Dr. Ngozi Ezike, Director of the Illinois Department of Public Health, cries during the daily news briefing in Chicago on October 23, 2020. WMBD News/YouTube The Director of the Department of Public Health in Illinois broke down in tears while announcing a new state record for coronavirus infections on Friday.   Dr. Ngozi Ezike was brought a box of tissues, took a moment to compose herself, apologized, and continued.  As of Sunday morning, there have been at least 376,034 cases and 9,765 d...
Tags: Science, US, Trends, Chicago, New York Times, News UK, Illinois, Donald Trump, Illinois Department of Public Health, Department of Public Health, IDPH, JB Pritzker, COVID-19, Ezike, UK Weekend, Ngozi Ezike


Paper: Congress must clarify limits of gene-editing technologies

How the next Congress decides to handle the issue editing human sperm and eggs will affect the science, ethics and financing of genomic editing for decades to come, said Jacob S. Sherkow, a professor of law at Illinois who studies the ethical and policy implications of advanced biotechnologies.
Tags: Science, Congress, Illinois, Jacob S Sherkow


Amazon Faces Allegations It Harvested and Stored Sensitive Voice Data

Amazon is being hit with a class-action suit alleging that the tech giant’s severs are storing biometric voice data from countless callers, in contravention of an Illinois privacy law. Read more...
Tags: Amazon, Science, Privacy, Aws, Illinois, Biometrics, Stored Sensitive Voice Data


Illinois research links soil nitrogen levels to corn yield and nitrogen losses

What exactly is the relationship between soil nitrogen, corn yield, and nitrogen loss? Most farmers would be forgiven for assuming a straightforward linear relationship: more nitrogen, more grain yield, and maybe, more loss. That's the assumption many nitrogen management models are based on, but it turns out there's very little published science to back up that assumption.
Tags: Science, Illinois


Coronavirus live news: England to announce three-tier lockdown system; India reports 73,000 new cases

Trump plans in-person rally on Monday as next presidential debate cancelled; Europe records 100,000 daily cases for first time; Canada at ‘tipping point’. Follow latest updatesNorth of Engand leaders not consulted on local lockdownsSpain declares emergency in Madrid as Berlin emerges as hotspotUK workers to get two-thirds of wages if firms told to shutAustralia: Is Victoria ready to come out of lockdown?See all our coronavirus coverage 11.23am BST Sir Keir Starmer, leader of the Labour party...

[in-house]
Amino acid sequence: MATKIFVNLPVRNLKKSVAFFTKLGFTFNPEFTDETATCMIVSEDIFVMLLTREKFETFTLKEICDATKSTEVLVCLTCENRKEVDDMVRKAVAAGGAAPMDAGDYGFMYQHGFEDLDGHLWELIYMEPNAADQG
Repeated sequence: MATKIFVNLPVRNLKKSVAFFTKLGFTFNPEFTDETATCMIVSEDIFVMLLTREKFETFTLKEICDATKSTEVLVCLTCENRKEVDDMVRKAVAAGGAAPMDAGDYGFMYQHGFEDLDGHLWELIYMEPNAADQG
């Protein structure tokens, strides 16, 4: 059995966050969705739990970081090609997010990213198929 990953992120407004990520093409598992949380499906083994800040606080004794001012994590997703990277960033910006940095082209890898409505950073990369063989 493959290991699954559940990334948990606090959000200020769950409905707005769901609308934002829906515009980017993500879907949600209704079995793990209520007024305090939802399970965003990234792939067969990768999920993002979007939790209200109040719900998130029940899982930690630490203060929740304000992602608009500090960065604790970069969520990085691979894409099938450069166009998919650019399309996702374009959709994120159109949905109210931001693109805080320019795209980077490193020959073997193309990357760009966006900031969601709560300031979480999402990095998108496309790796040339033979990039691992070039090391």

Tags: Europe, England, Science, France, Berlin, India, West Virginia, World news, Canada, United States, Infectious Diseases, Wyoming, Labour, Victoria, Party, Oklahoma


Attention, People of Illinois: It’s Time to Make Facebook Pay

With every passing day, Facebook gives us more evidence that it’s incapable of running itself responsibly, and every day it faces zero consequences. The profits rise and the what-are-you-gonna-do shrugs get more emphatic. But today is different. Today, some of you out there have a chance to cause the social network a…Read more...
Tags: Facebook, Science, Illinois, Biometric, Please Take Immediate Action


Research helps people, lunar rovers, get there on time

Illinois graduate student Pranay Thangeda relies on the bus system in Champaign-Urbana to get to class. He wanted to understand why, despite arriving at the bus stop on time, he was sometimes late. He developed a tool that considers transportation variables weighed against how great a margin of error bus riders are willing to accept, which can also apply to getting a lunar rover to its destination, and with a high degree of reliability.
Tags: Science, Illinois, Champaign Urbana